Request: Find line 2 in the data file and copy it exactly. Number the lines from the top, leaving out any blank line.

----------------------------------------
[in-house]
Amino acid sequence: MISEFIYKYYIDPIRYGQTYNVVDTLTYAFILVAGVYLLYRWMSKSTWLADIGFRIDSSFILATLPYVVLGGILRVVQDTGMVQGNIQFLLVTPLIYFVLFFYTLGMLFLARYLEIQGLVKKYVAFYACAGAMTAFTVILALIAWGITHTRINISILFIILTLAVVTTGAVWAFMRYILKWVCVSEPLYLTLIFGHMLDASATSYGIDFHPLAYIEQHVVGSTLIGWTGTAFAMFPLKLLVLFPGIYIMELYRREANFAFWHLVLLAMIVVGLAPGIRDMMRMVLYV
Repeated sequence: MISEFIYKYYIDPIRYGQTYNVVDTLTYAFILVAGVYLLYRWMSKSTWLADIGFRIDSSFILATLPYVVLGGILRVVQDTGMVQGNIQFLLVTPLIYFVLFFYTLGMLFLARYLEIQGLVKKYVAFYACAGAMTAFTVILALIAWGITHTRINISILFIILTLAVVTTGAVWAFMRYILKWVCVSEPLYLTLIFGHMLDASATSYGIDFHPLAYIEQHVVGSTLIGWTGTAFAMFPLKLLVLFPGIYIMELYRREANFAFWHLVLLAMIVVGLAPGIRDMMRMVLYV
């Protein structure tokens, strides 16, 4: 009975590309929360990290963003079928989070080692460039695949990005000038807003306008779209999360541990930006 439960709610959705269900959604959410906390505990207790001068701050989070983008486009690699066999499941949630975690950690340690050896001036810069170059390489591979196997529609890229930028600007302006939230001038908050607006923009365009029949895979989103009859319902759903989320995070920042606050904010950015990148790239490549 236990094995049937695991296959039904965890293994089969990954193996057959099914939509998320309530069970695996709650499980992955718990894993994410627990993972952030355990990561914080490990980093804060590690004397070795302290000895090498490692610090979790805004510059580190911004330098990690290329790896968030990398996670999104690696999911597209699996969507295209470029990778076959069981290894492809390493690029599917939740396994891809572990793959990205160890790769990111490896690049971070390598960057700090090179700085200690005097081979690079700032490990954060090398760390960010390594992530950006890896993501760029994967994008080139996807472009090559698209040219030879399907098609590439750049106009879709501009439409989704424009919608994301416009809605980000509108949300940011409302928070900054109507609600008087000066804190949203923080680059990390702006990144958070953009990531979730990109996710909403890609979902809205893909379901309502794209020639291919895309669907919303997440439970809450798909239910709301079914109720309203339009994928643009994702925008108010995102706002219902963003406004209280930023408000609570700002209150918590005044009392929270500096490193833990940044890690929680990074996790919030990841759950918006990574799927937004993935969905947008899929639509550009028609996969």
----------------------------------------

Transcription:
Amino acid sequence: MISEFIYKYYIDPIRYGQTYNVVDTLTYAFILVAGVYLLYRWMSKSTWLADIGFRIDSSFILATLPYVVLGGILRVVQDTGMVQGNIQFLLVTPLIYFVLFFYTLGMLFLARYLEIQGLVKKYVAFYACAGAMTAFTVILALIAWGITHTRINISILFIILTLAVVTTGAVWAFMRYILKWVCVSEPLYLTLIFGHMLDASATSYGIDFHPLAYIEQHVVGSTLIGWTGTAFAMFPLKLLVLFPGIYIMELYRREANFAFWHLVLLAMIVVGLAPGIRDMMRMVLYV